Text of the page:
• The same concern was also shown in Labour working on salal Hydro Project vs. Jammu & Kashmir, 1984 where it was held that Construction is Hazardous work and Children below 14 should not work in hazardous condition.
  • In Lakshmi Kant Pandey vs. Union of India, 1984 it was observed that Social organizations and NGOs "trafficking the children" in the name of adoption to distant lands including foreign lands. It was Held: in the absence of proper provisions, provisions from guardians and wards Act, 1890 must be replied upon and New focused provisions should be made.Proper verification of the adoption request must be made.Licensed child welfare agency should sponsor adoption request.This resulted in developing CARA guidelines for adoption.
  • Letter petition was accepted as a mechanism for PIL in Kamaladevi Chattopadhyay vs. State of Punjab, 1985 for releasing of children detained for Operation Blue . In this case, the court gave Direction for release of children/ procedural inquiry for the case.
  • In the case of Kadra Pahadiya vs. State of Bihar, 1983 emphasise was made on Children kept in adult jails with iron chains. The court gave Direction for production of data, release of the children, shifting to juvenile homes.
  • Sheela Barse vs. union of India, 1986 was a landmark case for Release of children detained in adult prisons and Development of the healthy rehabilitation of juvenile offenders in juvenile homes
  • Apart from these cases, we must also know about some other landmark cases on PIL like Neelabati behara vs. State of Odisha which emphasised on custodial torture.
  • Further, PIL can also be preferred for environmental issues. In the case of STATE OF TAMIL NADU V. HIND STONE ((1981) 2 SCC 205) the court held that "the natural resources are not only meant for the present generation but should be preserved for the posterity. The Government and the present generation acts as a trustees for the future generation". Emphasising on public trust doctrine, the courts further observed that Rivers, Forests, Minerals and such other resources constitute a nation's natural wealth. These resources are not to be frittered away and exhausted by one generation. Every generation owes a duty to all succeeding generations to develop and conserve the natural resources of the nation in the best possible way. It is in the interest of mankind. It is in the interest of the nation..."
  • In M. PERIYASAMY V/S THE STATE OF TAMIL NADU Before the Madurai Bench of Madras High Court, W.P.(MD)Nos.11182, 11562, 11710, 11827, 12072, 12098, 12229 & 12383 of 2010 the court held that Sand quarrying to be prohibited in the river bank, Refilling of pits should be done and Establishment of state level monitoring committee should be done to protect the eco balance on river banks.
  • MC Mehta vs. Union of India, 1988 was another landmark case which was preferred for Ganga water pollution. The court in this case provided directions To plan for sewerage line, To shift the dairies to avoid waste from tanneries, to ban throwing of Dead bodies in ganga and for Narrowing down the granting of license to new industries.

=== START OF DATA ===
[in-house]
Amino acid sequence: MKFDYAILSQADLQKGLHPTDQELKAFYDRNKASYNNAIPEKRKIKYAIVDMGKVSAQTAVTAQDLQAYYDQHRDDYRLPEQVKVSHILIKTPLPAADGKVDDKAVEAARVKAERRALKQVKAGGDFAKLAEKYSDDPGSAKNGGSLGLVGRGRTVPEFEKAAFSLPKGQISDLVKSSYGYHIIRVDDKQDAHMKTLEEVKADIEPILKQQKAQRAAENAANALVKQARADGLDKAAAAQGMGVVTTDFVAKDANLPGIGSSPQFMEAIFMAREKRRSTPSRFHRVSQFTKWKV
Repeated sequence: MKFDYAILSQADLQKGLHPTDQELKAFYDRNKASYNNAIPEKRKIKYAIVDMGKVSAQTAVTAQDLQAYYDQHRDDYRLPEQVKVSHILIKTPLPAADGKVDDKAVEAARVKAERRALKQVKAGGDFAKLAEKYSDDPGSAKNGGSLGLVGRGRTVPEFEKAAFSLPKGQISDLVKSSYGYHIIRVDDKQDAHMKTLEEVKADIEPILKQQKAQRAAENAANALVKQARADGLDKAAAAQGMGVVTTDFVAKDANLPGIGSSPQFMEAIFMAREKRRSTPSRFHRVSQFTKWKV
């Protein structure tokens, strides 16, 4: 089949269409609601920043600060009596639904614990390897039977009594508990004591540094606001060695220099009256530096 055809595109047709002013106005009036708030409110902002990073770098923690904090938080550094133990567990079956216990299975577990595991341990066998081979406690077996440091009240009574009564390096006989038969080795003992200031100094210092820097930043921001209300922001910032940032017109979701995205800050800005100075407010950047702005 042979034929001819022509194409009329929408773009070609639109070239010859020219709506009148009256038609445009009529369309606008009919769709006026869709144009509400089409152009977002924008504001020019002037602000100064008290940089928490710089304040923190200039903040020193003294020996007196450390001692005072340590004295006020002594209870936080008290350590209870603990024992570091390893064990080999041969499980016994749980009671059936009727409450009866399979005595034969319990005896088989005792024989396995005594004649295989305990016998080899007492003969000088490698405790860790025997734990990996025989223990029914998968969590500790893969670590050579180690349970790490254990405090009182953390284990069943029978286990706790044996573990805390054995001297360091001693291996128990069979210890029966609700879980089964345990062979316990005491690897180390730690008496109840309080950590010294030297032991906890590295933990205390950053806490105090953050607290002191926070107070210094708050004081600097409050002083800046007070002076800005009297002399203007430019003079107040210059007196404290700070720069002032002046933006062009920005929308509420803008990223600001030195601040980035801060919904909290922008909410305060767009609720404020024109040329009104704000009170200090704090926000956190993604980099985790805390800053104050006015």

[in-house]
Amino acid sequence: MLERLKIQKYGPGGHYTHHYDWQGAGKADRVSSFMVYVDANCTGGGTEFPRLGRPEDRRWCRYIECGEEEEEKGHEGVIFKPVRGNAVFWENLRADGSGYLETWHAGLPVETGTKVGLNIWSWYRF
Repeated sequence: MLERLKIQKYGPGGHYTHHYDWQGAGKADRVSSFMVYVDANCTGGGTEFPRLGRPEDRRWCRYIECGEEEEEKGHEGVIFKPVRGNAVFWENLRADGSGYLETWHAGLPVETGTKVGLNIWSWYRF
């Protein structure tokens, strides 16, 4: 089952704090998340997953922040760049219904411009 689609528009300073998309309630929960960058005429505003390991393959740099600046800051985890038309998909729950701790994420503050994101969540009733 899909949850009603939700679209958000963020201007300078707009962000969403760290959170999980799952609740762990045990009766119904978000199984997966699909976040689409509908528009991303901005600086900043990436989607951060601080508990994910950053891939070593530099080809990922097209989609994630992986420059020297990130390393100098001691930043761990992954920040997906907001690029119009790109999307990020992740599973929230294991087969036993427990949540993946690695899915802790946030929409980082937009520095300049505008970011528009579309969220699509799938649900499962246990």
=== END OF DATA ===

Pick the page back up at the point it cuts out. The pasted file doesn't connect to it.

• PIL is also needed to ensure speedy trial. PIL is needed for people from socio-economic backward classes and weaker sections of the society because they Lack of access to justice due to socio-economic condition, they may be victims of Social oppression and related violation of human rights, they Lack of awareness regarding basic rights, statutory rights & fundamental rights. PIL is also needed Piercing the veil of corrupted practices and for . Protecting basic rights against environmental crimes.Let us now discuss about right to speedy trial:
  • 6th amendment to the US constitution speaks about Right to speedy trial Right to legal counseling Impartial jury Right to know about charges Right to know about the accuser . the reasons given by courts for ensuring speedy trial are loss of witnesses through death or other reasons , blurring of memories of available witnesses,Societal interests through Victim's rights (very narrowly)
  • There is No expressed right under constitution of India. However, it evolved as statutory rights under S.167 Cr.P.C.whcih says
  • (a) the Magistrate may authorise the detention of the accused person, otherwise than in the custody of the police, beyond the period of fifteen days; if he is satisfied that adequate grounds exist for doing so, but no Magistrate shall authorise the detention of the accused person in custody under this paragraph for a total period exceeding,-(i) ninety days, where the investigation relates to an offence punishable with death, imprisonment for life or imprisonment for a term of not less than ten years;
  • (ii) sixty days, where the investigation relates to any other offence, and, on the expiry of the said period of ninety days, or sixty days, as the case may be, the accused person shall be released on bail if he is prepared to and does furnish bail, and every person released on bail under this sub- section shall be deemed to be so released under the provisions of Chapter XXXIII for the purposes of that Chapter;